Meshing diverse cultures nothing new for SDSU men’s tennis

by Austin Gayle, Contributor

With a roster constructed of players from the U.S., Germany, Mexico, Croatia and Denmark, San Diego State’s men’s tennis deals with cultural barriers that most other athletic programs often overlook.

But it’s clearly no problem for the Aztecs.

In 2015, the team finished 19-9 and advanced to the second round of the NCAA tournament.

Redshirt-junior Freddy Gelbrich was named the Co-Mountain West Player of the Year, while he and junior Hendrik Jebens earned a spot on both the all-singles team and all-doubles team.

Jebens, from Stuttgart, Germany, is a part of the larger demographic, as the team is primarily German.

He still understands that in order for the team to come together they must work toward improving communication.

“We help each other, especially off the court, if there are language barriers,” Jebens said. “When new guys are coming in, of course it’s harder for them to learn English. I think it’s definitely helping us bond because we all have a similar experience coming from another country to the U.S. and a big Division I school.”

Though it would appear as if he could remain comfortable within his group of German friends, Jebens’ effort to bring the club closer as a whole allows the entire roster to build confidence as a contributing member of the team.

Sophomore Santiago Cevallos was the only new addition to the team in 2015.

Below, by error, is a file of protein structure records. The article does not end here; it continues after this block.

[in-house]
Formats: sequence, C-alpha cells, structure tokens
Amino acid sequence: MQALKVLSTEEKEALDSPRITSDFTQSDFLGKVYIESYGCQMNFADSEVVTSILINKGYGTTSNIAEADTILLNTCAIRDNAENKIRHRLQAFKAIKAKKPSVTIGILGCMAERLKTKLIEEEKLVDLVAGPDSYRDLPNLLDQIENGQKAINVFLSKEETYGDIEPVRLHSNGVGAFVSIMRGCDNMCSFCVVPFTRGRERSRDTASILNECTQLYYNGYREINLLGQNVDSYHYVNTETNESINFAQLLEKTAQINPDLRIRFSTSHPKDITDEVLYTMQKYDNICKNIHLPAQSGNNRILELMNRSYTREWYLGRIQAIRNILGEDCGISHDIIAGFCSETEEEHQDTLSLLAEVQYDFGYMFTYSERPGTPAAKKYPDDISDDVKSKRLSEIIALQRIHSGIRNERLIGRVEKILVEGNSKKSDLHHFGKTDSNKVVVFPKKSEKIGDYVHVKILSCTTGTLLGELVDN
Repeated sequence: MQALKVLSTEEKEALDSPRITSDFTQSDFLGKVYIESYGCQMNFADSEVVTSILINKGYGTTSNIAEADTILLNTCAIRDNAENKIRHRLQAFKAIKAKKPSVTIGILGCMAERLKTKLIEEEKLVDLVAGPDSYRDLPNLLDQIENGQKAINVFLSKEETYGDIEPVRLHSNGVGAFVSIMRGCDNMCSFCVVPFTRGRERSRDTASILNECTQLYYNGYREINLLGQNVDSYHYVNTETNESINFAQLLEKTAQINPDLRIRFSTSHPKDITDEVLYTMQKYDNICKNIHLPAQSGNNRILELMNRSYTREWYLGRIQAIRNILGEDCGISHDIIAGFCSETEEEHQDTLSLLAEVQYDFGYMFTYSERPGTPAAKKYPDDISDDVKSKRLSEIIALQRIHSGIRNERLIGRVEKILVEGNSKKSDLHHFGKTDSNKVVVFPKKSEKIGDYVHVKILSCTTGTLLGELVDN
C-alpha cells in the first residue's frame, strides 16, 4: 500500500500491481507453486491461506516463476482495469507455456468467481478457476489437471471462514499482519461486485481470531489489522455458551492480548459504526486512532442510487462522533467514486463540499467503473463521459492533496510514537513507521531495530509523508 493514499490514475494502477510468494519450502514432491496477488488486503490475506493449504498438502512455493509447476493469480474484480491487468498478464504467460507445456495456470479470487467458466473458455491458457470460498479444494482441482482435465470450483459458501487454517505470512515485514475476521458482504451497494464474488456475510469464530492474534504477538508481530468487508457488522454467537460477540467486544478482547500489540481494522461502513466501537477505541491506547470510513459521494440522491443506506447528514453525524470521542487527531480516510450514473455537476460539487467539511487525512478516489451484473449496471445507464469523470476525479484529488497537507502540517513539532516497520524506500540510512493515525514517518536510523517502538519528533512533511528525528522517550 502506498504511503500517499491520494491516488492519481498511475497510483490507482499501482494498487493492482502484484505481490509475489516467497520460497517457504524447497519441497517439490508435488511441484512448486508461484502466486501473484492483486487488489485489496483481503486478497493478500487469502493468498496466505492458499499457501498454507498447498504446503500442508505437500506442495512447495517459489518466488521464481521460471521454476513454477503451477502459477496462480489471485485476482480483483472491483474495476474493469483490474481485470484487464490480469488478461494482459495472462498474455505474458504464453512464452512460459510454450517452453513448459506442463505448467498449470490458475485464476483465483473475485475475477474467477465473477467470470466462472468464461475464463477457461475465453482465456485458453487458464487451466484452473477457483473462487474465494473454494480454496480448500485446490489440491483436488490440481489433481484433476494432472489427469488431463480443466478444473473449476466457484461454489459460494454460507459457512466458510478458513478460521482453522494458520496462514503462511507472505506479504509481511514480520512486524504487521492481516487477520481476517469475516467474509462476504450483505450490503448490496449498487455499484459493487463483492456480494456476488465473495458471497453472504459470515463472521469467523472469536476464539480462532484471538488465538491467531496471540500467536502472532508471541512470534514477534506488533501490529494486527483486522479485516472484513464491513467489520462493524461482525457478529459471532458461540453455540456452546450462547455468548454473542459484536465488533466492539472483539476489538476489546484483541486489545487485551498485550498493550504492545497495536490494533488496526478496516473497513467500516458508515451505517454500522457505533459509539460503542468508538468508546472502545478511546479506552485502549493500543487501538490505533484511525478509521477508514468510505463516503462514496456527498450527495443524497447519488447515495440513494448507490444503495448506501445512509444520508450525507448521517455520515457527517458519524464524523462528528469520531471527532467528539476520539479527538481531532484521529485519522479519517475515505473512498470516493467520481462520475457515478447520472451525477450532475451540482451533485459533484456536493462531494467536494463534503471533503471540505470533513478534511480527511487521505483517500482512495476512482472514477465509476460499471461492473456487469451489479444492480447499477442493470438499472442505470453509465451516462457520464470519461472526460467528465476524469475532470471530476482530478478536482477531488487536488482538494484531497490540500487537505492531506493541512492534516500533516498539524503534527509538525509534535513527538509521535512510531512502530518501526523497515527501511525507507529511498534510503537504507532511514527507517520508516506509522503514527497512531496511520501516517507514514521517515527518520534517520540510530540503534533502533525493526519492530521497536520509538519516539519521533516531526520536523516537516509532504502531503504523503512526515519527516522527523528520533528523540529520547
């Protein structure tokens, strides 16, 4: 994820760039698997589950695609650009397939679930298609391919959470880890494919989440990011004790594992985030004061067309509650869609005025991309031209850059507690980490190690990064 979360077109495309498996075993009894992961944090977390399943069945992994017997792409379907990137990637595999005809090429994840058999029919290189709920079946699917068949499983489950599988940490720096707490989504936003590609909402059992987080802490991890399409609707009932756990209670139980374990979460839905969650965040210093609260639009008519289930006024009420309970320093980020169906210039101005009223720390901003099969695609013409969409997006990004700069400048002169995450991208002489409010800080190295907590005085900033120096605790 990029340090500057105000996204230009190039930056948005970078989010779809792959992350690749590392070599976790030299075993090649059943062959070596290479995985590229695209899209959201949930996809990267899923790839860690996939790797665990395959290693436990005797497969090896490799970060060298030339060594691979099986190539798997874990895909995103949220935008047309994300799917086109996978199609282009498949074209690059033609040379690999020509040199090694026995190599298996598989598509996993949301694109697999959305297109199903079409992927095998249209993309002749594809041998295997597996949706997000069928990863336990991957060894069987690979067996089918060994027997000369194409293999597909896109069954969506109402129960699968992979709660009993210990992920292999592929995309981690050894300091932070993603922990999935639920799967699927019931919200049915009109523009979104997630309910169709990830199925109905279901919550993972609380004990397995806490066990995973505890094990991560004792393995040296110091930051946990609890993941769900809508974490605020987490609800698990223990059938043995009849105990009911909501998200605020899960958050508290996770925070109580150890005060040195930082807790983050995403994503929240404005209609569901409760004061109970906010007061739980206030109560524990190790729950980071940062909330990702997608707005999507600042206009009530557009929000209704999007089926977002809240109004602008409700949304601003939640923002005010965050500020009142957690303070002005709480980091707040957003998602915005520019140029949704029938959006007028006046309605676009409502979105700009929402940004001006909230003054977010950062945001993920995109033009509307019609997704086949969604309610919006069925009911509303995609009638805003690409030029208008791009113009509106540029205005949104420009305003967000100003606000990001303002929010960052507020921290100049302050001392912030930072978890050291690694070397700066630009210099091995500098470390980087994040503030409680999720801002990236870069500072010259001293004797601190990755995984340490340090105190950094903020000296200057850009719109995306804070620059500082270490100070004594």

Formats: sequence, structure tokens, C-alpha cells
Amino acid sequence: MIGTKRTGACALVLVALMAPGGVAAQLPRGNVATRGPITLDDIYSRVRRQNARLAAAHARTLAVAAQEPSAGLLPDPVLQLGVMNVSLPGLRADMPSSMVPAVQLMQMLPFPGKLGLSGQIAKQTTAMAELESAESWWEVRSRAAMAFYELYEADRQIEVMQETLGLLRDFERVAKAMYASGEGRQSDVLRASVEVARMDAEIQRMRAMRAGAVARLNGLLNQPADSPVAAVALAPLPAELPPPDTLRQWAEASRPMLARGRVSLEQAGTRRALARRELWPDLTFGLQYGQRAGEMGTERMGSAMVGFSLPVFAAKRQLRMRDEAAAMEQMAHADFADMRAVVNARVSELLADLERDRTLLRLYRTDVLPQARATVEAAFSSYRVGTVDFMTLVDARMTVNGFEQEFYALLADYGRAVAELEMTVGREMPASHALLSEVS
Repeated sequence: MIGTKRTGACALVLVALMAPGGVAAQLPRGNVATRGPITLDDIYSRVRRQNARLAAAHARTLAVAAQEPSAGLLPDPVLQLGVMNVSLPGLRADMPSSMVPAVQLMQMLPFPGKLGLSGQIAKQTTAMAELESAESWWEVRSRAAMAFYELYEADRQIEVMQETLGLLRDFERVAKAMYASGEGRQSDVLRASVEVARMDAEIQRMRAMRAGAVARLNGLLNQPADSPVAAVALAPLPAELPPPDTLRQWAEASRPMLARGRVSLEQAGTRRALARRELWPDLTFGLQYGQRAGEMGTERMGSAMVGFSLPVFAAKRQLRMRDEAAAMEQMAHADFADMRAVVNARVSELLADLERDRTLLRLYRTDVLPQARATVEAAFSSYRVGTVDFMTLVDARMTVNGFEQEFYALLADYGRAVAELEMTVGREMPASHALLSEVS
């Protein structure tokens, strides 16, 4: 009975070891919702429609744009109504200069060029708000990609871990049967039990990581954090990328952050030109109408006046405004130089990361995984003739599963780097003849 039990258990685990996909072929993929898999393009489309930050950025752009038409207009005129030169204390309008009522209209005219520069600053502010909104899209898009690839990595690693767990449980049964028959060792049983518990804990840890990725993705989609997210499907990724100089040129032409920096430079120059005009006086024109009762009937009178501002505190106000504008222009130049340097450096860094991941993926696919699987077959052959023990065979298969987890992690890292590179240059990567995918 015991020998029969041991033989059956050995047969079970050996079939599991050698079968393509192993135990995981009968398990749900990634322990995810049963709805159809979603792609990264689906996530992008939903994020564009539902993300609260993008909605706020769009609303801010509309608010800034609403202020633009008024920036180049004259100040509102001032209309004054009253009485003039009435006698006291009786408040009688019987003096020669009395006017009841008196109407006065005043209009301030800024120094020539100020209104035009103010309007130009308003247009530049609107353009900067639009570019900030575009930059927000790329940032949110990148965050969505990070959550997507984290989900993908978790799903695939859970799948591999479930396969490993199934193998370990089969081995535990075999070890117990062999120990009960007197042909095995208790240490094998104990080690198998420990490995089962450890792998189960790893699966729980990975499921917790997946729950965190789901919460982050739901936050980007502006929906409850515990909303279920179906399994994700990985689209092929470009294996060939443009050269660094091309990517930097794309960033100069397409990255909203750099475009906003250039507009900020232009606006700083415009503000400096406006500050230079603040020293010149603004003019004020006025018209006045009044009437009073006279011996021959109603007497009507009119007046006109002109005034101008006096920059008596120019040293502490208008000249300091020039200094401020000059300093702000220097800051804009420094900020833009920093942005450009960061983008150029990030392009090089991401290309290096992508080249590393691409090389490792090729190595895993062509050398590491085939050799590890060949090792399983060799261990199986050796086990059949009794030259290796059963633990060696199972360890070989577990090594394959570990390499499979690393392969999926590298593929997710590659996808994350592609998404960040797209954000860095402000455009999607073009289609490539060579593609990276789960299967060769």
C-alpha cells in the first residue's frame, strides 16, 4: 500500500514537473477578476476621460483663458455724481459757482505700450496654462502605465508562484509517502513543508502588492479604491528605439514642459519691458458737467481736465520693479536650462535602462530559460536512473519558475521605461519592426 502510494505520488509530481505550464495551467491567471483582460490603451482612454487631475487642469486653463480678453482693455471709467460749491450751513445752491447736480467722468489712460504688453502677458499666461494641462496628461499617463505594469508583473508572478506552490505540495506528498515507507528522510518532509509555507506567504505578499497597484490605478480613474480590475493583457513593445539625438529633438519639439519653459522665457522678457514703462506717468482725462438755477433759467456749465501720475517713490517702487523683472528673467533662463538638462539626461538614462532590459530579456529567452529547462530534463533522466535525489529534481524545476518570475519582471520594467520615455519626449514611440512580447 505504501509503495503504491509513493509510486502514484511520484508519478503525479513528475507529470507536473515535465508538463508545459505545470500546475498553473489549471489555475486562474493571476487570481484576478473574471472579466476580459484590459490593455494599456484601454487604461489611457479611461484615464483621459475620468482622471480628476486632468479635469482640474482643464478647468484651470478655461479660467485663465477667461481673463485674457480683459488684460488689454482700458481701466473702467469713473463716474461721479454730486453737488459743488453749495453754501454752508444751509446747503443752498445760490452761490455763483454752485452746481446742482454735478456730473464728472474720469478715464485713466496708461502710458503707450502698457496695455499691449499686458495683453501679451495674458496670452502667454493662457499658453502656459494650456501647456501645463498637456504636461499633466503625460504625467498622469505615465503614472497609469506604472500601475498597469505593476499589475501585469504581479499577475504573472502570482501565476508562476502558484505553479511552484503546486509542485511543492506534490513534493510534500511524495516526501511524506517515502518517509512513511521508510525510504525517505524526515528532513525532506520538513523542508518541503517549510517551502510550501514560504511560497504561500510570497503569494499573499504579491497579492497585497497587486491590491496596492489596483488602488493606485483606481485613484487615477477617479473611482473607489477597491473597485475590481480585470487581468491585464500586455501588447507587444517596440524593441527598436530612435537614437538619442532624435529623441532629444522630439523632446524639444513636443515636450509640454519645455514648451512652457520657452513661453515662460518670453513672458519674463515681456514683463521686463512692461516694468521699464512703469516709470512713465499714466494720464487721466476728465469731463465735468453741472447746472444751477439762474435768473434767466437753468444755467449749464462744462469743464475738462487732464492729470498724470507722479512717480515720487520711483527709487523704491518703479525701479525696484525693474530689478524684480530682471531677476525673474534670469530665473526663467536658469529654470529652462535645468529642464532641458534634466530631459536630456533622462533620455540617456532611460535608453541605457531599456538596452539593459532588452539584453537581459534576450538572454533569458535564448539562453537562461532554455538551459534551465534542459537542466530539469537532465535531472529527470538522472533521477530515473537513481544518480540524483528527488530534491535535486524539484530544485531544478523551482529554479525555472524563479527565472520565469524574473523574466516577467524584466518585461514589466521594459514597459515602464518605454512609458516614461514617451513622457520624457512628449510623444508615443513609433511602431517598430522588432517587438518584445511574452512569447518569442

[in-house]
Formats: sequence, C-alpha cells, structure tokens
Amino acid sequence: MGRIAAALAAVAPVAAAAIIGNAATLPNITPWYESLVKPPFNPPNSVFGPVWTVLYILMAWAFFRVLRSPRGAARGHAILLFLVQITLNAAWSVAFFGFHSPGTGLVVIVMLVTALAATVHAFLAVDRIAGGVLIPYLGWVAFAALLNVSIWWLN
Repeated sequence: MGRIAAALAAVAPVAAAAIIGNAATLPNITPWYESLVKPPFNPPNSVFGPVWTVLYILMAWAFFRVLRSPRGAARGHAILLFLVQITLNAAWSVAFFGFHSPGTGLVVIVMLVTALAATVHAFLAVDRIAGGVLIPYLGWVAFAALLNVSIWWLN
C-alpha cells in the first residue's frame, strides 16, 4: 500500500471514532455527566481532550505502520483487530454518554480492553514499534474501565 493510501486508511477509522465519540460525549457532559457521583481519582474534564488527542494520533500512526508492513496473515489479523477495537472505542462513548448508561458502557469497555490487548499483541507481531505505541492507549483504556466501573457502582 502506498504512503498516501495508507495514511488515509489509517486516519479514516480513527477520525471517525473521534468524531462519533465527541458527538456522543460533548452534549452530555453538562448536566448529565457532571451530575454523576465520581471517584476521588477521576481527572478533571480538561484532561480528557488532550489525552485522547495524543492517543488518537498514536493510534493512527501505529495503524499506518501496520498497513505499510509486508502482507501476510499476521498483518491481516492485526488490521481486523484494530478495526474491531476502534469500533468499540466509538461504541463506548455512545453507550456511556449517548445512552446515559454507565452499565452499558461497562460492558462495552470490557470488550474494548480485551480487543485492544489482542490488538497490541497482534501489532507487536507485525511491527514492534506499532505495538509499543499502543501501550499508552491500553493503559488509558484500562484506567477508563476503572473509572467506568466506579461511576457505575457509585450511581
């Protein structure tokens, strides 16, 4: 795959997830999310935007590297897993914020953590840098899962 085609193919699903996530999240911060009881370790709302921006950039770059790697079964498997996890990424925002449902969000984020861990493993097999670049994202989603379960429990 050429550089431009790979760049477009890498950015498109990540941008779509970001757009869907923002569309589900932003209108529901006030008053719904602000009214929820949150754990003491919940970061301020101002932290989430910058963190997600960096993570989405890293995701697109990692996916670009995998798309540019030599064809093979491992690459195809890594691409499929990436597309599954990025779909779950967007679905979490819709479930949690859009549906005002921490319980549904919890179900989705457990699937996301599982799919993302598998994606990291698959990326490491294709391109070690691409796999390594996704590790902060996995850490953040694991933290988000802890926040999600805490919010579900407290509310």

In turn, the Queretaro, Mexico, native initially found it difficult to overcome the language barrier, but he quickly benefited from the support of his team.

Cevallos’ doubles partner, junior Marko Goles-Babic, grew as the season progressed on the court and off the court. 

Both Cevallos and Goles-Babic said  they developed a close relationship over the course of last year. The two finished 6-4 in doubles play.

While it’s ultimately up to guys like Goles-Babic and Jebens to take on leadership roles in the locker room in what can be such a difficult situation, head coach Gene Carswell has also done his part to develop a winning culture through establishing a sense of camaraderie and community.

“We talk about things within our group about having Aztec pride and fighting for this university. At the end of the day, that’s what we’re all a part of. We are all a part of that bigger picture,” he said. “Here we are in a beautiful city like San Diego, playing for a great university and we are very fortunate. We’ve got a group that really has bonded well and likes each other.”

With 2015 being his best season in the last decade, Carswell is looking to build on what his team has already accomplished and continue to grow as a unit.

“We’re trying to set the bar a little bit higher,” he said. “We are trying to take the next step and without a doubt I believe we have a group that is capable of qualifying for the NCAA (tournament) and making some noise there.”

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